Personal life

Chailly has been married twice. His first marriage was in 1974 to Anahi Carfi, an Argentinian-Italian violinist, with whom he had a daughter that year; the couple divorced two years later. He married Gabriella Terragni in 1982, from whom he has a stepson.[3]

Earlier in his life Chailly was an avid partaker in extreme sports, including motorbiking, speedboating and parasailing.[4] However, since a serious 1985 accident with him and his stepson, Chailly has abandoned these activities.[3]

Awards

Notes

  1. ^ Luciano Chailly's art administrator positions—both as advisor or artstic director—include La Scala (1968–71; 1977), the Teatro Regio (1972), the Teatro Angelicum (1973–5), the Verona Arena (1975–6) and the Teatro Carlo Felice (1983)[5] Luciano was also head of the music programs for the RAI Italian radio.[4]

References

  1. ^ Pullinger, Mark (3 September 2015). "Chailly and the Berliner Philharmoniker: the critics' choice for World's Best Conductor and Orchestra". Bachtrack. Retrieved 6 May 2021.
  2. ^ a b c d e Goodwin, Noël (2001). "Chailly, Riccardo". Grove Music Online. Oxford: Oxford University Press. doi:10.1093/gmo/9781561592630.article.43938. (subscription or UK public library membership required)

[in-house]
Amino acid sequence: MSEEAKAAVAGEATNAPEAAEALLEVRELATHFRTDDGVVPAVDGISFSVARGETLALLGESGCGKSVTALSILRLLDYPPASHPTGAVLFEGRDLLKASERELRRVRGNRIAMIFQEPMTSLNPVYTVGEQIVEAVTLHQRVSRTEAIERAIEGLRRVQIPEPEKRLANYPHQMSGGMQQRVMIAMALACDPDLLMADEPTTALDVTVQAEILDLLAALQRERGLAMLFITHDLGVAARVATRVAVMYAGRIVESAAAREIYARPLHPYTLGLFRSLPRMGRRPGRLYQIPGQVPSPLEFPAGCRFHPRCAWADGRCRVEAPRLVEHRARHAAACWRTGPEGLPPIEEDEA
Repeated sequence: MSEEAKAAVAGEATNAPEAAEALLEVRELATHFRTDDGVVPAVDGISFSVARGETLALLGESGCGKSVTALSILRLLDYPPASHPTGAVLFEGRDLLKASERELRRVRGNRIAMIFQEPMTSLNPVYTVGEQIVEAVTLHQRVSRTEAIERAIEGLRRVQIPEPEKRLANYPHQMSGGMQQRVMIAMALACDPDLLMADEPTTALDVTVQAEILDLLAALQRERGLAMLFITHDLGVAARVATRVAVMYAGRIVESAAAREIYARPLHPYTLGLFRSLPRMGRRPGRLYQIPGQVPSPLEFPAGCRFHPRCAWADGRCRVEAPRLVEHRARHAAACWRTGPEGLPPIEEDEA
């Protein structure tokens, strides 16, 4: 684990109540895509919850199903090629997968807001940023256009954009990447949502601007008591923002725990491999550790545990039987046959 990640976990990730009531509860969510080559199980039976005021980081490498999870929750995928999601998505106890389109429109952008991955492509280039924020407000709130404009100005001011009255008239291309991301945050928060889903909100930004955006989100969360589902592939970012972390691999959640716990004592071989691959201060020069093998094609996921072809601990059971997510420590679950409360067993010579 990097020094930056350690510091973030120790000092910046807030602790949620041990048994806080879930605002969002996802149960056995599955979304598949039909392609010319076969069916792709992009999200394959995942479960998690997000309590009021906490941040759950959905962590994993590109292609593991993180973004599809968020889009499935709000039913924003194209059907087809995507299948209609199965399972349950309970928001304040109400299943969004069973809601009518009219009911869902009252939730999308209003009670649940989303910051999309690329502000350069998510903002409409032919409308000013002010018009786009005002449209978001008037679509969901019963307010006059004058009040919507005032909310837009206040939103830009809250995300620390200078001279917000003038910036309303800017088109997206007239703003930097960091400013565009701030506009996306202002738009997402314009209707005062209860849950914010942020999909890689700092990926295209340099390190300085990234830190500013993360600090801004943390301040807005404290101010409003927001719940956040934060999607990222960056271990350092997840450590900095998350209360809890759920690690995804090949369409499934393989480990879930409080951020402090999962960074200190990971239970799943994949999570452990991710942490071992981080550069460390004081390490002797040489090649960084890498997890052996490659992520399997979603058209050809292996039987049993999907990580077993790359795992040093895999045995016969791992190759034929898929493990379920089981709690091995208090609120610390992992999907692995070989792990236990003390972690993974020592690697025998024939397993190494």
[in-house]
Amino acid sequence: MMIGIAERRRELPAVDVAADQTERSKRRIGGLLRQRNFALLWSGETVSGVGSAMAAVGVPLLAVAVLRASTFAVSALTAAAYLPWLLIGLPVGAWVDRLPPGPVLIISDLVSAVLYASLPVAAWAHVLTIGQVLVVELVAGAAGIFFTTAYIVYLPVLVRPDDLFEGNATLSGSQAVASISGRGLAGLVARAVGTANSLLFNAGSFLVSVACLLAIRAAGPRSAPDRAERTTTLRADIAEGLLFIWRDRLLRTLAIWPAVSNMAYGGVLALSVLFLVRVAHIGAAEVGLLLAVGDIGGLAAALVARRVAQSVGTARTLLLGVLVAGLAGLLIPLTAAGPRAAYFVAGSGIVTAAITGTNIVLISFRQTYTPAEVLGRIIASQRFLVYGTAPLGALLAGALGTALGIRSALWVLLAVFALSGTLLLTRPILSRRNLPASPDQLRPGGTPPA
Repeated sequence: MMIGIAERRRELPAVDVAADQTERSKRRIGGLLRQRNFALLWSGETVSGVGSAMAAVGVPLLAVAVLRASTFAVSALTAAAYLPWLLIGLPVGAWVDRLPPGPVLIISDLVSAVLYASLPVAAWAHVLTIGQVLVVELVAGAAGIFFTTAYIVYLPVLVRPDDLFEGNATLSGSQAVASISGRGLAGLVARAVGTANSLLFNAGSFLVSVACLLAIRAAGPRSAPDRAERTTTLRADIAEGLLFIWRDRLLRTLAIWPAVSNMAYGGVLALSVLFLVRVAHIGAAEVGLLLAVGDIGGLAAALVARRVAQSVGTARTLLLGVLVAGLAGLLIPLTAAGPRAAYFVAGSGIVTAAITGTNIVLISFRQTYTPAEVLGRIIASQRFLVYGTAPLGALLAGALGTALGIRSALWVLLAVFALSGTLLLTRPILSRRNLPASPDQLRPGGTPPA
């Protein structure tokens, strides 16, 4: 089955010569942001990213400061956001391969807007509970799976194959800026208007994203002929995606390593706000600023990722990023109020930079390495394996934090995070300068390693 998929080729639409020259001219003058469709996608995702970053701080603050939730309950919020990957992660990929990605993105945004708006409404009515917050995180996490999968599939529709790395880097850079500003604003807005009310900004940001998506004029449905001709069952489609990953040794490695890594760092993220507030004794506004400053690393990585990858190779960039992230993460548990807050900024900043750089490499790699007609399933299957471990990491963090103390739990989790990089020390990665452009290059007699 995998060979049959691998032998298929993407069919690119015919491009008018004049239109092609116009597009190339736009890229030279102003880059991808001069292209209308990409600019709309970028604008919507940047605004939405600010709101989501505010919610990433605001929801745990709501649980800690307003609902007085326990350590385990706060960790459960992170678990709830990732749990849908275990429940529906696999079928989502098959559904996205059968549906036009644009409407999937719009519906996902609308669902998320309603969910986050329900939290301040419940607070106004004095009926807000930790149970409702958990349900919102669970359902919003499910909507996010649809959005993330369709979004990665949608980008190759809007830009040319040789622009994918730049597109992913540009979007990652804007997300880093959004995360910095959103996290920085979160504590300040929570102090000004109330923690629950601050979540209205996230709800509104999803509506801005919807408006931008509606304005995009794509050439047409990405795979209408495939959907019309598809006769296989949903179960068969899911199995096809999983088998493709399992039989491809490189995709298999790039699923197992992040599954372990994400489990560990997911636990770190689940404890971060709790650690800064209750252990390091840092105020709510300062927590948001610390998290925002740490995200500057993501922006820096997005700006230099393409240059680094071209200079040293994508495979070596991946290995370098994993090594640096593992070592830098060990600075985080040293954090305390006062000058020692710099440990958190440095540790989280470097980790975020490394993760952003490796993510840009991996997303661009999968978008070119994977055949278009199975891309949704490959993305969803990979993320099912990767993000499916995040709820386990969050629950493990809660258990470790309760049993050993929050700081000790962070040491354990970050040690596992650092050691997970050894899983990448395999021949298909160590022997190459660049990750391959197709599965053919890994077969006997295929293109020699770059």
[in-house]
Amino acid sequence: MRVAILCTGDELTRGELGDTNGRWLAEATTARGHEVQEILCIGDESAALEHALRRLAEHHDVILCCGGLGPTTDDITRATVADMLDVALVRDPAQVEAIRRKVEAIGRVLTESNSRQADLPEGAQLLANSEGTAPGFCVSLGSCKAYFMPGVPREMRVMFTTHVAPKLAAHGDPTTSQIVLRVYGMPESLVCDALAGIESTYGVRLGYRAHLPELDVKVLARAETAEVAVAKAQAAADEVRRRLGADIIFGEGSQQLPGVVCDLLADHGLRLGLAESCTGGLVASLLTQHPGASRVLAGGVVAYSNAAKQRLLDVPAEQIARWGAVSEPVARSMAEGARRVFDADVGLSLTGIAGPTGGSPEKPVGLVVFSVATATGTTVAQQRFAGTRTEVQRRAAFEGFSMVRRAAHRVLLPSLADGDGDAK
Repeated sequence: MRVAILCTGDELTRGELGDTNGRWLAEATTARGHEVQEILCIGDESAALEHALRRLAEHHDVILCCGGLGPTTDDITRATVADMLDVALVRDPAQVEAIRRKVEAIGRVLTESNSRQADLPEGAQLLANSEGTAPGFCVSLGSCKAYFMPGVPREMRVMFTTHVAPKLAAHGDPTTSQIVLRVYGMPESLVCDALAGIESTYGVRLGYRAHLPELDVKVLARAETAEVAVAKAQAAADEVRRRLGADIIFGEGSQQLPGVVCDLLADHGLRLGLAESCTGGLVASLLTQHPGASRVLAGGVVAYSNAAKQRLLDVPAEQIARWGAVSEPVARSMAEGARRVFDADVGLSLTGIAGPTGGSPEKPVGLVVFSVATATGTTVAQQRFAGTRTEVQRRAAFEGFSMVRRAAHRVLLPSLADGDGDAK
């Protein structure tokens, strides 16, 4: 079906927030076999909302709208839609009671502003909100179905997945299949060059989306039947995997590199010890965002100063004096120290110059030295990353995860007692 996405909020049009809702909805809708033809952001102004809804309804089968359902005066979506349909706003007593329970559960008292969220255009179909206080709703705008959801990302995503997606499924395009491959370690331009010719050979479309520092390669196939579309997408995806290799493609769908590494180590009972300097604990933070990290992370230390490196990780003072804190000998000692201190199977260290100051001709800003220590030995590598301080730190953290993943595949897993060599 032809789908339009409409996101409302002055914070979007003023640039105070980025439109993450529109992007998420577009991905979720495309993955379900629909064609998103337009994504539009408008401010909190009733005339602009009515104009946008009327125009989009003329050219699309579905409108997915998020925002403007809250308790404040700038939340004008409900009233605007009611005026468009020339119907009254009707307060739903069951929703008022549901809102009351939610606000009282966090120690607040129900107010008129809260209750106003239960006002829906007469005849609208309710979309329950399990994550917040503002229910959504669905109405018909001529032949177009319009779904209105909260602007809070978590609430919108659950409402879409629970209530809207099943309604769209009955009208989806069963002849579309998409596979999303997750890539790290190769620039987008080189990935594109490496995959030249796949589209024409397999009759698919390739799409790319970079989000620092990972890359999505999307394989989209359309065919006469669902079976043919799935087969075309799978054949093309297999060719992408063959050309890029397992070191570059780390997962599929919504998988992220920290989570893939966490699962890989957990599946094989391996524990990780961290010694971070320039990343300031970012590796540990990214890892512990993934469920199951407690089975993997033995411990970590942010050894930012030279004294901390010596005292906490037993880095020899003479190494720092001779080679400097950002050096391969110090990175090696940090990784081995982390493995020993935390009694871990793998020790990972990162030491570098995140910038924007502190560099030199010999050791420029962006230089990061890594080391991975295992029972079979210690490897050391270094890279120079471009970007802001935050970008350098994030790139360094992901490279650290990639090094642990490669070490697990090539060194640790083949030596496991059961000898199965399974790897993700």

3. ^ a b c d e f g O'Mahony, John (9 March 2002). "Maestro in the fast lane". The Guardian. Retrieved 13 August 2007.
  4. ^ a b c d Maddocks, Fiona (9 October 2015). "Riccardo Chailly: 'I want to do things differently, to put life on hold'". The Guardian. Retrieved 18 June 2021.
  5. ^ a b c Pozzi, Raffaele (2001). "Chailly, Luciano". Grove Music Online. Oxford: Oxford University Press. doi:10.1093/gmo/9781561592630.article.05363. (subscription or UK public library membership required)
  6. ^ Woodrow, Ginny (9 February 2003). "Luciano Chailly". The Guardian. Retrieved 18 June 2021.
  7. ^ Matheopoulos 1982, p. 499.
  8. ^ Mark Swed (30 September 1990). "Bringing a Touch Of Latin Sunniness To Amsterdam". The New York Times. Retrieved 14 October 2007.
  9. ^ Jessica Duchen (17 September 1999). "Dutch courage". The Guardian. Retrieved 13 August 2007.
  10. ^ Alex Ross (25 February 1996). "An Unpredictable Maestro Jars a Staid Repertory". The New York Times. Retrieved 4 November 2007.
  11. ^ Andrew Clements (9 June 2004). "Don Carlo (Muziektheater, Amsterdam)". The Guardian. Retrieved 13 August 2007.
  12. ^ Hugh Canning, "On the upbeat". The Times, 15 January 2006.
  13. ^ Igor Toronyi-Lalic, "How Riccardo Chailly reinvented the Gewandhaus Orchestra". The Times, 1 November 2008.